Apple Fellow and former senior vice president of Worldwide Marketing Phil Schiller took the stand on Monday as the company’s first witness in the Epic Games vs. Apple antitrust lawsuit. In his testimony, Schiller explained that like 47,600 gaming apps on the App Store, Epic’s Fortnite game falls in the freemium’ category to emphasize the impact of the court’s decision on other developers and the digital marketplace. He also addressed Microsoft’s allegations of creating a monopoly by not allowing its Xcloud gaming on iOS.
In the past weeks, Epic Games presented its witnesses and experts at the federal court in Oakland, California District to convince presiding Judge Yvonne Gonzalez Rogers that Apple has an unfair in-app purchase 30% commission rate, and is asking the judge to allow alternative payment methods on the App Store to end Apple’s marketplace monopoly. In addition, the developer also took the opportunity to market its Fortnite game as a metaverse and not just a game. All of which Apple is denies.
Defending App Store policies, Apple Fellow Phil Schiller said the company would not have an issue in notifying users of the discounted item on the web
Detailing that 17% of 280,00 games on the App Store, Schiller said that Epic Games’ Fornite app is classified as freemium games which are free to download with paid in-app upgrades. And Apple charges those App Store games a 30% share cut for all in-app purchases. As per Bloomberg’s report, Schiller updated the court of the company’s new reduced 15% commission rate and shared the company’s concern of illicit misuse of the program.
On the central issue of whether Apple’s developer fees are excessive, Schiller testified that he supported going even further than the company did in November when it announced a new program offering a reduced 15% commission for small businesses earning up to $1 million a year. He said he got pushback from the company’s anti-fraud team over concerns about money laundering.
He further explained the context and content of his older 2011 email which was presented as evidence against App Store’s high share cut by Epic.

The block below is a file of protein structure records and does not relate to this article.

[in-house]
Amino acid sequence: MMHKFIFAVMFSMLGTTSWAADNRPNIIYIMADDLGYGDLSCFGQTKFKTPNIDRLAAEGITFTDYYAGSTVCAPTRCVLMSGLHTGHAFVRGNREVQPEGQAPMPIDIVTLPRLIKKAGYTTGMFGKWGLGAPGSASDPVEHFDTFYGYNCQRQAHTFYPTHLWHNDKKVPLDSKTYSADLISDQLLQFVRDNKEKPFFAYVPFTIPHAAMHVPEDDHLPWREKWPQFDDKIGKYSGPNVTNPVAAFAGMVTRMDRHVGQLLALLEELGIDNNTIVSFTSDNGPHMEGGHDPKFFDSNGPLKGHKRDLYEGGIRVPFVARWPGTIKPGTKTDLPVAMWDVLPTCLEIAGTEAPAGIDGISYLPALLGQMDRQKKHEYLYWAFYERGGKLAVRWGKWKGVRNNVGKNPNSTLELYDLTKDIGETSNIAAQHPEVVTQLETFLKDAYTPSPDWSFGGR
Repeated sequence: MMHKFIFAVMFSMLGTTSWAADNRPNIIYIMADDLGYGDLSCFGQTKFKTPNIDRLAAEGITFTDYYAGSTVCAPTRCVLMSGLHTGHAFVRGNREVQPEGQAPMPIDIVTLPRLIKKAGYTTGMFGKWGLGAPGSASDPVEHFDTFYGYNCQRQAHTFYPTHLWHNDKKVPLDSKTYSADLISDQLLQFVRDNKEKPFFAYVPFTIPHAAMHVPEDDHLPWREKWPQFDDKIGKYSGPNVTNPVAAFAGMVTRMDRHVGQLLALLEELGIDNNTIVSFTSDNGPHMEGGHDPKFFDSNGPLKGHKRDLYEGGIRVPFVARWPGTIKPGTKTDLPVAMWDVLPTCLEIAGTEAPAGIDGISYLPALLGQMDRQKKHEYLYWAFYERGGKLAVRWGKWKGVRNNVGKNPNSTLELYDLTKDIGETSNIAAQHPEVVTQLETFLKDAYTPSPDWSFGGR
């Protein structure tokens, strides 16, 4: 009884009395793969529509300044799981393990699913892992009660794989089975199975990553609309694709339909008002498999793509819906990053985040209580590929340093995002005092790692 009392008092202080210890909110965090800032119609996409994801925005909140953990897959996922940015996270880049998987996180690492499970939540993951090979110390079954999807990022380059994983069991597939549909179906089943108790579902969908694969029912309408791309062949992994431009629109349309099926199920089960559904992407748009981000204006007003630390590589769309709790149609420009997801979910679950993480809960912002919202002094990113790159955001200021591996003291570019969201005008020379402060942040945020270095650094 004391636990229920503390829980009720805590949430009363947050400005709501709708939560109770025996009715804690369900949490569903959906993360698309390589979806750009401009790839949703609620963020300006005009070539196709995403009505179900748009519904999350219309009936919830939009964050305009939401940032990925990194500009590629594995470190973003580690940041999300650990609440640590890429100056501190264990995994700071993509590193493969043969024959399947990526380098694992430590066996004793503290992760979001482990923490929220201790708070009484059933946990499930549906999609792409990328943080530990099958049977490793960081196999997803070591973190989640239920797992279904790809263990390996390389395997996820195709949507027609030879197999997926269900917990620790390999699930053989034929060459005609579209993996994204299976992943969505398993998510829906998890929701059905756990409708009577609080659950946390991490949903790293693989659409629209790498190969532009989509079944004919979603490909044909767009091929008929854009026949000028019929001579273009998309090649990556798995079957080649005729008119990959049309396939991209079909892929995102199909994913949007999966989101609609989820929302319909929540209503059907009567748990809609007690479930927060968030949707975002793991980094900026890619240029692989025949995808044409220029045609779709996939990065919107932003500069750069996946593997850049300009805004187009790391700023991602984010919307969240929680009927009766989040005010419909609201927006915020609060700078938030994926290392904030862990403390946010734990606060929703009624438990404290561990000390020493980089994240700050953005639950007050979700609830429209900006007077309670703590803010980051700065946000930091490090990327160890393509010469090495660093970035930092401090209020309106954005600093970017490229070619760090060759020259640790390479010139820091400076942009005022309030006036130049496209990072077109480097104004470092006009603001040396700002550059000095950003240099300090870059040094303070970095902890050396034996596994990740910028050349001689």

Under friendly questioning from a lawyer for Apple, Schiller said that email was sent while he forwarded a Wall Street Journal article at the time about competition to app stores from web app store creation and distribution through the HTML5 programming language. He was spurring conversation about his “thought that there will be future competitors to the App store and we should always be looking for them and thinking longer term about what we may want to do,” he said.
When Schiller was questioned about Epic’s promotional email on signing up for Fortnite regarding the game’s availability on other platforms, Judge Rogers asked him if Apple will be open to allowing developers to steer users to web stores for discounted items.
Gonzalez Rogers asked Schiller if Apple would be open to allowing developers to notify users that they can buy lower-priced virtual goods through a web browser. “What if it said, if you go to Fortnite on your PC, you can buy V-Bucks at a cheaper rate?” she asked referring to in-game currency in Fortnite. Schiller said that’s not an issue.
At the end of his day 1 testimony, Schiller also took debunk Mircosoft allegations of favoring some developers by not approving its Netflix-like XCloud gaming service on iOS.
When Judge Rogers asked for difference between the two services, Schiller said:
Netflix is a video app so Apple only vets its features but not the content it provides. XCloud does “much more than videos.”
Moreover, the App Store is not a movie store but an “apps and games store. When you’re bringing games in a different way it no longer works as a game store and we think there is a difference there.”
The Cupertino tech giant will continue to present its case till May 24 and the company’s top leadership will also testify during the stint. Senior executives like CEO Tim Cook, Software Chief Craig Federighi, Apple Fellow Phil Schiller, and others will appear in court.